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Re: yank-last-arg with numeric argument doesn't work as intended in vi m

From: Chet Ramey
Subject: Re: yank-last-arg with numeric argument doesn't work as intended in vi mode
Date: Tue, 9 Jun 2020 10:00:04 -0400
User-agent: Mozilla/5.0 (Macintosh; Intel Mac OS X 10.14; rv:68.0) Gecko/20100101 Thunderbird/68.9.0

On 6/8/20 9:33 PM, Leo Alekseyev wrote:
> On Mon, Jun 8, 2020 at 3:30 PM Chet Ramey <chet.ramey@case.edu> wrote:
>> ................
>> On 6/8/20 12:46 AM, Leo Alekseyev wrote:
>>> set keymap vi-insert
>>> "\e.":yank-last-arg
>> Even with those first two changes, which will be in the next bash devel
>> branch push, you'll have to be very careful with this. This key binding
>> introduces ambiguity: either you want to run the function bound to ESC,
>> which puts you into vi command mode, or you want to run yank-last-arg or
>> any other function with an ESC meta prefix. Readline has to read an
>> additional character to disambiguate, and it needs to read it with a half
>> second or so to be part of the key sequence (this is the standard readline
>> way to tell the difference between ambiguous prefixes). If you take longer
>> than a half second, you might find yourself running the `.' (redo) command.
> Thank you for fixing this bug. Regarding the ambiguity, it is my
> assumption that the intended use of bindings like "\e." in vi mode is
> to enable alt/meta chords, i.e. the user would never actually want to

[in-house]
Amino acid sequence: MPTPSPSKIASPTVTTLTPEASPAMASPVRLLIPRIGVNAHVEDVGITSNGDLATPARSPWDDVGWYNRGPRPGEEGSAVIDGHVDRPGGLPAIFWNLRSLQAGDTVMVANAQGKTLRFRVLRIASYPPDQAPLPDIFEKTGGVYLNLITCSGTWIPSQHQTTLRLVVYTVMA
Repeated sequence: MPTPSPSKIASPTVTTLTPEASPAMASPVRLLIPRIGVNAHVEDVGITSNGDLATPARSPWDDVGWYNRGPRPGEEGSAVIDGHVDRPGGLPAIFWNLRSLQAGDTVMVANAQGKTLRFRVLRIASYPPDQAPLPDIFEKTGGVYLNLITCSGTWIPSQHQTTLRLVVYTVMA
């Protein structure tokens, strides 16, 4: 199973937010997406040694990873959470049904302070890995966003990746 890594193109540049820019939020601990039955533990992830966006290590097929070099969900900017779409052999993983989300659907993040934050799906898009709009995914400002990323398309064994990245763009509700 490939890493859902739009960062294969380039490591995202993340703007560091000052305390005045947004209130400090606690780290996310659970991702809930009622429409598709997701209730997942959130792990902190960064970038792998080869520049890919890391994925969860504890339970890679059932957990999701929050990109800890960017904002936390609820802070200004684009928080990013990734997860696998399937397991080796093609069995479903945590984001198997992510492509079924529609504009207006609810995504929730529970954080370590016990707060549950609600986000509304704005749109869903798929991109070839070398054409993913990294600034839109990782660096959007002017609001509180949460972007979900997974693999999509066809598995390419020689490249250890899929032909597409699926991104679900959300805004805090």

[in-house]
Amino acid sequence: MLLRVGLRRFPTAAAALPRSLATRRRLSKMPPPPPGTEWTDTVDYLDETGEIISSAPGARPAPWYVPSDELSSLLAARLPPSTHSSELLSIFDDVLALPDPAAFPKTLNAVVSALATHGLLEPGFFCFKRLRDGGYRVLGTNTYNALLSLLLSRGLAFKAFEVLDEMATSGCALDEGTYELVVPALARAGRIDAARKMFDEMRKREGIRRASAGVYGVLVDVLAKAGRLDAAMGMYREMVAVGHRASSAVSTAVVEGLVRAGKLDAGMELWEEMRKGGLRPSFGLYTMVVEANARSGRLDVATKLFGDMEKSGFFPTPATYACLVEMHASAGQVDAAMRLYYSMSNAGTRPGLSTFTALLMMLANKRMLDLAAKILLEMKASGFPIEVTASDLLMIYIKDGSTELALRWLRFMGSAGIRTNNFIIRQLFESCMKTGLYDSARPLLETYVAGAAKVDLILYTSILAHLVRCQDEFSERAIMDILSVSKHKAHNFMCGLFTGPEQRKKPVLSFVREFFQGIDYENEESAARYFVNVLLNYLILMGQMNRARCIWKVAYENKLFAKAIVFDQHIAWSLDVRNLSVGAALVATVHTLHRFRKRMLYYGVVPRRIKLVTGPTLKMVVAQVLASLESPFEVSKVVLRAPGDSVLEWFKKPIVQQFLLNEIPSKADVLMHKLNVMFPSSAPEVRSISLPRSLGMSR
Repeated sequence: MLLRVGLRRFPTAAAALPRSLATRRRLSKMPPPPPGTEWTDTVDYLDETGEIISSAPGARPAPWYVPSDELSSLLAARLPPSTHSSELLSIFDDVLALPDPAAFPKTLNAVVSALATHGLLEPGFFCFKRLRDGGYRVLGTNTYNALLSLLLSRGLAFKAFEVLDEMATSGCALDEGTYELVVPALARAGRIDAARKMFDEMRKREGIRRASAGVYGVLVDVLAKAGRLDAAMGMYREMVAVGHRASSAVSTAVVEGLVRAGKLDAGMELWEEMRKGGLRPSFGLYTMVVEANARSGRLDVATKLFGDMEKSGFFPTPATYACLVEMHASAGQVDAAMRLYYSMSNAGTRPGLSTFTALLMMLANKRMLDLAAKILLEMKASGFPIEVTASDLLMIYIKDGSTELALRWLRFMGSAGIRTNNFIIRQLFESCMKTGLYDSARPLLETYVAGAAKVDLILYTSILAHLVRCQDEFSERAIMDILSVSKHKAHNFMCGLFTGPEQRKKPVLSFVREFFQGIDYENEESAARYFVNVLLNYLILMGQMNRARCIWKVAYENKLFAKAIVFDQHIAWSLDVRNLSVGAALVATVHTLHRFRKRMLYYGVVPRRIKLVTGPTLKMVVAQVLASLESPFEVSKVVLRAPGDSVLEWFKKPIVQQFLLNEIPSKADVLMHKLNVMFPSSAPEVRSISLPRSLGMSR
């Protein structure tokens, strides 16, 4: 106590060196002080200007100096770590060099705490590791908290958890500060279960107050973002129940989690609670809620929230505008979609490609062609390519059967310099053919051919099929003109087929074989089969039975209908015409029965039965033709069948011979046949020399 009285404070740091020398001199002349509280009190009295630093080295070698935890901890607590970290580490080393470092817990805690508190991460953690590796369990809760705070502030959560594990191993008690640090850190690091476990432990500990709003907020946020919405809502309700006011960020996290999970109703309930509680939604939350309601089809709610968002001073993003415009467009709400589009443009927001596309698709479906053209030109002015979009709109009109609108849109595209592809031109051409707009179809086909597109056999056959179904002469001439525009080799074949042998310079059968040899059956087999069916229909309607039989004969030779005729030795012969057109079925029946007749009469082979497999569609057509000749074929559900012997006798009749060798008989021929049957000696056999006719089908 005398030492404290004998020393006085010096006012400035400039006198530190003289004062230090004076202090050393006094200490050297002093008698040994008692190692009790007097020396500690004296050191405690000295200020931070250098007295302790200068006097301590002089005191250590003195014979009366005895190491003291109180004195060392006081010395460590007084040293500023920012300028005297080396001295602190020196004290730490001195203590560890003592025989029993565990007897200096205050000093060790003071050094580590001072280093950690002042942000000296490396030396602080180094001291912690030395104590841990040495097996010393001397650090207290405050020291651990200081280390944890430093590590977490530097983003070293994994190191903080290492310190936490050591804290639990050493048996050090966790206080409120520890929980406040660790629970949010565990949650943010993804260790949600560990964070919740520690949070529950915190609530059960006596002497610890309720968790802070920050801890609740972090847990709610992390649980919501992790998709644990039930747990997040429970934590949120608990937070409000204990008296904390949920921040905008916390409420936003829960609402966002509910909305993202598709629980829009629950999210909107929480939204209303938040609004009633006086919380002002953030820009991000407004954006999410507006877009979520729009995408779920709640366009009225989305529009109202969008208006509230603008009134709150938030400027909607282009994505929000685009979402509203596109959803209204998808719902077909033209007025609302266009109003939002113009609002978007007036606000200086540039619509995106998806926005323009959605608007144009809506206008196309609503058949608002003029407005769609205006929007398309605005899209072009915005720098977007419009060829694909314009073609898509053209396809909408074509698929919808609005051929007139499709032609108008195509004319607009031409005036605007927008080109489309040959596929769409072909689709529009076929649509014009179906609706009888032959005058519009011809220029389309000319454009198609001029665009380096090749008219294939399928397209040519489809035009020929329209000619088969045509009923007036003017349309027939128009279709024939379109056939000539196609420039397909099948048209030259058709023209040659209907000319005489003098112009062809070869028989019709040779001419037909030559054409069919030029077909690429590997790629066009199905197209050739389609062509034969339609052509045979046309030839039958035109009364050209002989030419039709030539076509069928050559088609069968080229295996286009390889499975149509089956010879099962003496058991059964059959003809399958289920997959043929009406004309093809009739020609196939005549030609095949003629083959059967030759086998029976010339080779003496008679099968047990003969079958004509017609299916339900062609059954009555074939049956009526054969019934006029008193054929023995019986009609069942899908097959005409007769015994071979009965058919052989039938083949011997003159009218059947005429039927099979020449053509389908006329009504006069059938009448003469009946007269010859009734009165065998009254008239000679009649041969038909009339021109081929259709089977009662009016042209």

> press "ESC ." to invoke the yank-last-arg or whatever else function.

You might be surprised.

> With this in mind, as it stands, "M-." would invoke yank-last-arg
> immediately (with the above binding), while "ESC ." would invoke the
> redo command (with the 500 ms timeout after ESC). Empirically, the 500
> ms ESC timeout does not result in usability issues. So it seems that
> such bindings while technically ambiguous are not problematic given
> the intended use case; correct me if I'm wrong on this.

I think you're right on the behavior of the meta-prefixed sequences -- I
originally put the timeout in to handle the arrow keys -- but it depends on
what your terminal does. If you have it set up to use ESC as the meta
prefix, it will all work with escape-prefixed key sequences as you intend.
If you have it set up some other way, say to enable non-ASCII character
entry, you'll find yourself having to hit ESC and the timeout will kick in.

``The lyf so short, the craft so long to lerne.'' - Chaucer
                 ``Ars longa, vita brevis'' - Hippocrates
Chet Ramey, UTech, CWRU    chet@case.edu    http://tiswww.cwru.edu/~chet/

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